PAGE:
In your dog's head, marking his territory with a small amount of urine is likely just a simple way of saying "hello" to other dogs that might be nearby. It's a totally normal and instinctive way for dogs to communicate, and something they've been doing since humans started tracking their behavior. Beyond basic communication, there are several reasons why dogs mark.
- The dog hasn't been fixed: Male dogs that have not been neutered are more likely to mark their territory than dogs that have been fixed. One study, published in the journal Animal Behavior, showed "high-status dogs" marked territory more often than lower status dogs. So perhaps your dog is simply king of the hill! While marking is typically an issue with male dogs, unspayed female dogs will sometimes mark territory as well, especially just before and during heat.
- The dog is overly excited: New and super exciting social situations can make your dog want to mark everything in sight. Reasons for overstimulation include a female dog in heat nearby, or even just a dog visiting a home or park where other dogs have marked before.
- Someone new has visited: In his head, a dog's territory might encompass not just his home and yard, but also the route he takes on walks, and other homes or parks he regularly visits. If another dog has been in your dog's "territory" recently, your dog might feel the need to mark as a way to assert ownership.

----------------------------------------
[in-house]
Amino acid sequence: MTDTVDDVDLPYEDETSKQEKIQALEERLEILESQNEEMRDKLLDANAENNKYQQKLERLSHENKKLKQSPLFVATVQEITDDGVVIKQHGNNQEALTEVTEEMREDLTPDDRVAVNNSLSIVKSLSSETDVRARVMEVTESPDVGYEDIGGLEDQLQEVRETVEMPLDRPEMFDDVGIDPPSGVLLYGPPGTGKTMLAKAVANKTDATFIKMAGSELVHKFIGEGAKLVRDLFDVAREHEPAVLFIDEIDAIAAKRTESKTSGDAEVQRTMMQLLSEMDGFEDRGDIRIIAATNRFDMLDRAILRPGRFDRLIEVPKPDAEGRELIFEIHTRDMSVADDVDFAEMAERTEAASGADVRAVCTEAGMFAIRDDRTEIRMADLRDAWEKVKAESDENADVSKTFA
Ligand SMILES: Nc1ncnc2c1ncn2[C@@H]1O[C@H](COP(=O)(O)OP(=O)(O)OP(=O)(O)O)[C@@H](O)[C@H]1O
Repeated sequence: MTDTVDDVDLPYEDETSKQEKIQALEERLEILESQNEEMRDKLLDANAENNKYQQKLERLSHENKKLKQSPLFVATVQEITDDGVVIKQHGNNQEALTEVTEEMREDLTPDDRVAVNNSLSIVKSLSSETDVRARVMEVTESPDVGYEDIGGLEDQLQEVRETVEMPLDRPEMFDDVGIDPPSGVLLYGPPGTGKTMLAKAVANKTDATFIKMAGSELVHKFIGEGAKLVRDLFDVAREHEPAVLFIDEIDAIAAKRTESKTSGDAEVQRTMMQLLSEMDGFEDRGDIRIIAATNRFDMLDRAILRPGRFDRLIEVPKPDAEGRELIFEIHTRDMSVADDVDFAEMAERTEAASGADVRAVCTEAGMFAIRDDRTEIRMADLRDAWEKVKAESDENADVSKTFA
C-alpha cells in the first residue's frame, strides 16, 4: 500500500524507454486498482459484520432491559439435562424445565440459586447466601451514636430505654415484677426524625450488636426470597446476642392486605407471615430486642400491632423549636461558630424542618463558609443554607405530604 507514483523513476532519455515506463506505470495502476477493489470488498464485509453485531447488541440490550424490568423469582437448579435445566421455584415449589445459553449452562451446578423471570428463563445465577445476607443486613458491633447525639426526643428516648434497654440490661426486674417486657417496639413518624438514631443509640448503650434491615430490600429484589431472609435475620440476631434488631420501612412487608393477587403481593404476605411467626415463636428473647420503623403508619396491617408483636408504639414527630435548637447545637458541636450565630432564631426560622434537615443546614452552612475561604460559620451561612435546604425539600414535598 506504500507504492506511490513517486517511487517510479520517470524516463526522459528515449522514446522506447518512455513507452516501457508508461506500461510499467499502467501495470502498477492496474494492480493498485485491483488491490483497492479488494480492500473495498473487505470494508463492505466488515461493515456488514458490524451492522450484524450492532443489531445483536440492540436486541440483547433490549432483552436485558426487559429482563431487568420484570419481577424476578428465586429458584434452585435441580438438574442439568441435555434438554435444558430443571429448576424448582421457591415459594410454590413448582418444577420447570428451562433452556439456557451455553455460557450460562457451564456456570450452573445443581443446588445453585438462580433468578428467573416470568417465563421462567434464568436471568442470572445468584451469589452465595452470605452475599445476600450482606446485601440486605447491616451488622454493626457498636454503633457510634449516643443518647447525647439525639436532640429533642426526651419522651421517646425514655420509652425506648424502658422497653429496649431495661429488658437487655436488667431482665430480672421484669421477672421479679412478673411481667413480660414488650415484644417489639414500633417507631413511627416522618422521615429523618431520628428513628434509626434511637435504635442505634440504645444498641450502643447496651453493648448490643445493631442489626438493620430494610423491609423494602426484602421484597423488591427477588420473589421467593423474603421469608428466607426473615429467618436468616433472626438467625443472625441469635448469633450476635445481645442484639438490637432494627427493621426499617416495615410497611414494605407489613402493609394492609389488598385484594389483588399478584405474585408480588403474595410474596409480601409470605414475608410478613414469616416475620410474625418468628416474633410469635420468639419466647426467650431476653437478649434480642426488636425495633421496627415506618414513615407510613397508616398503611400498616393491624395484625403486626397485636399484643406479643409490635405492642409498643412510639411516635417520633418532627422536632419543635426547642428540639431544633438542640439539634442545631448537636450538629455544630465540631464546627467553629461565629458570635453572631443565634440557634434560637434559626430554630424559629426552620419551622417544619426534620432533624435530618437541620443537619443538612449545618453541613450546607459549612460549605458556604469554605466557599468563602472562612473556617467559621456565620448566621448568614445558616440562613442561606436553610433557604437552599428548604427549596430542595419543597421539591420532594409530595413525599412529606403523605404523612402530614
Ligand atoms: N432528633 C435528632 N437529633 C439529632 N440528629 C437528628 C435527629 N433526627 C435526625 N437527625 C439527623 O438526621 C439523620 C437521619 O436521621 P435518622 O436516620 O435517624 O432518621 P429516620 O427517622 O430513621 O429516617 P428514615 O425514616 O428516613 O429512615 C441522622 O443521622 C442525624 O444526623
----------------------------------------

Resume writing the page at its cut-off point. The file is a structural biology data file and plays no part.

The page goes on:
- The dog has medical issue: You might think your dog is marking his territory, but the reason for all that peeing might be due to an underlying medical condition. Some conditions that can cause frequent urination include incontinence, urinary tract infections and reactions to medication. Visit your veterinarian to rule out these issues before attempting to train your dog not to mark.
It's also worth noting that some dogs pee frequently for reasons other than marking, including conditions like submissive urination and separation anxiety — or simply poor house training. Understanding the reasons for your dog's behavior is the critical first step in addressing it.